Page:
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Audio clip: When Sally’s children were young she worked as a part-time lecturer for the Open University. She taught several of their biological sciences courses.        

                   

But then you said you kept in touch with the academic world by teaching.

Yes, so whilst my children were young, I worked as a part time lecturer for the Open University. So I taught several of their biological sciences courses and that was fantastic because it’s extremely flexible. You can arrange the tutorials whenever you want and a lot of the teaching is done either on line or by telephone. And so that was really great for me and, and also it allowed me to get a lot of experience in teaching because up until that point I’d only been in a very pure research environment. So I’d not, I’d not been exposed to much undergraduate teaching. So that was great and I also took on doing tutorials at Oxford University for first year medical students and biochemists and physiological sciences students as well.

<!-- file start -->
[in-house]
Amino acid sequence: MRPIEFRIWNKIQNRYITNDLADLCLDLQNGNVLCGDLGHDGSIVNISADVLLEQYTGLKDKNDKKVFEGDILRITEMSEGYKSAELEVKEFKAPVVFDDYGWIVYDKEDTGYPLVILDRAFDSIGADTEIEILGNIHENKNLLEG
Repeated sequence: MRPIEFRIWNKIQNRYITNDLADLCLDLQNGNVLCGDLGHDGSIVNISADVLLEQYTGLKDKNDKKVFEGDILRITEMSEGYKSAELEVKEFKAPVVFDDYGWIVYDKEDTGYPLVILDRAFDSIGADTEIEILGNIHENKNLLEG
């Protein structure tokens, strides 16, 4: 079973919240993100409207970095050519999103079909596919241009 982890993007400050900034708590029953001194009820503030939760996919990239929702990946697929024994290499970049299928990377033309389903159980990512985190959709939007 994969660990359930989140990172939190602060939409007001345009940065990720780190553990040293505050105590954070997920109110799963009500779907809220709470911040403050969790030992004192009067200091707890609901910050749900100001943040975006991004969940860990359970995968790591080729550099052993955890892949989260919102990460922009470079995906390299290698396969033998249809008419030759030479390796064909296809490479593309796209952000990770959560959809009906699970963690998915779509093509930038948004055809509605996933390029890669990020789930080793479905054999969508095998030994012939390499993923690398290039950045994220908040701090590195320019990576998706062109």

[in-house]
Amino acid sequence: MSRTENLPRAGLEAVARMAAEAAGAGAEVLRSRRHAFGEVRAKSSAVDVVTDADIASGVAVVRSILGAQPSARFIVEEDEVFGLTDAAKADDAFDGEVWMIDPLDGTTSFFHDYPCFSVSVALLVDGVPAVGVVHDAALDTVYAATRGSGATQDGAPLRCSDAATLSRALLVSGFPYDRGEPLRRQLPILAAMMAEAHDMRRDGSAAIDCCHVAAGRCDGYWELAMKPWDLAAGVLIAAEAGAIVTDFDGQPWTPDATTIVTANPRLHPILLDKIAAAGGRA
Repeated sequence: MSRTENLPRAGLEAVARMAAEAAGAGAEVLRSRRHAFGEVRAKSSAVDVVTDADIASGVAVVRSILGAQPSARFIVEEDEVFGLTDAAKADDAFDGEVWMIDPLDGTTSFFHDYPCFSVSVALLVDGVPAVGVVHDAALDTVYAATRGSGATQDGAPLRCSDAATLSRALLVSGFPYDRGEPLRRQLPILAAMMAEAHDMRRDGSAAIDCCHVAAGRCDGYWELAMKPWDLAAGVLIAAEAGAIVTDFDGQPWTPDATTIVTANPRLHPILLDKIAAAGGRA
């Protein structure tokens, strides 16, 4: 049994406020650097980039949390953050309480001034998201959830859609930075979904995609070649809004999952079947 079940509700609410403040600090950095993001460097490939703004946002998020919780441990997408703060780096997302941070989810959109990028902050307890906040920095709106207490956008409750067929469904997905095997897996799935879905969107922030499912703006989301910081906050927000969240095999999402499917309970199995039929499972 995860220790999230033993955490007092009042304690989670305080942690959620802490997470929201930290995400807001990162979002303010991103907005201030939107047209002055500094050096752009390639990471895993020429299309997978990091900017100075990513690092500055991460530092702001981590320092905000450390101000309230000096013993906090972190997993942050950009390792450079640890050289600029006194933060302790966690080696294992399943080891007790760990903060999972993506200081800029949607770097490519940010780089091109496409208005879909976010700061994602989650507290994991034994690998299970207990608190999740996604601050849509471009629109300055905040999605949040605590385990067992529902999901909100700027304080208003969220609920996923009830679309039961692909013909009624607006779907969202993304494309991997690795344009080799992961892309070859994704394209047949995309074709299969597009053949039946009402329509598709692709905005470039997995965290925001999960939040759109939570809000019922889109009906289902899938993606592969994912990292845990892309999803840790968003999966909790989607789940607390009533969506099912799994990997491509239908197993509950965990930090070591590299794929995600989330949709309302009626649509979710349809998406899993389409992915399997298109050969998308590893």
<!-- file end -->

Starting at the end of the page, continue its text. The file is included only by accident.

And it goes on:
So you were really quite, very busy?

So, yes. But it was, but it was really great because it was so flexible.

Mm. And so how many years? That was, how many years did you take away from the laboratory?

Well it turned out to be quite a few years. I’d not intended it to be so long but I had three children in, in very quick succession and that’s quite intense, and by the time you’ve got your third child into primary school, then it was actually nine years in total that I took out from the bench.

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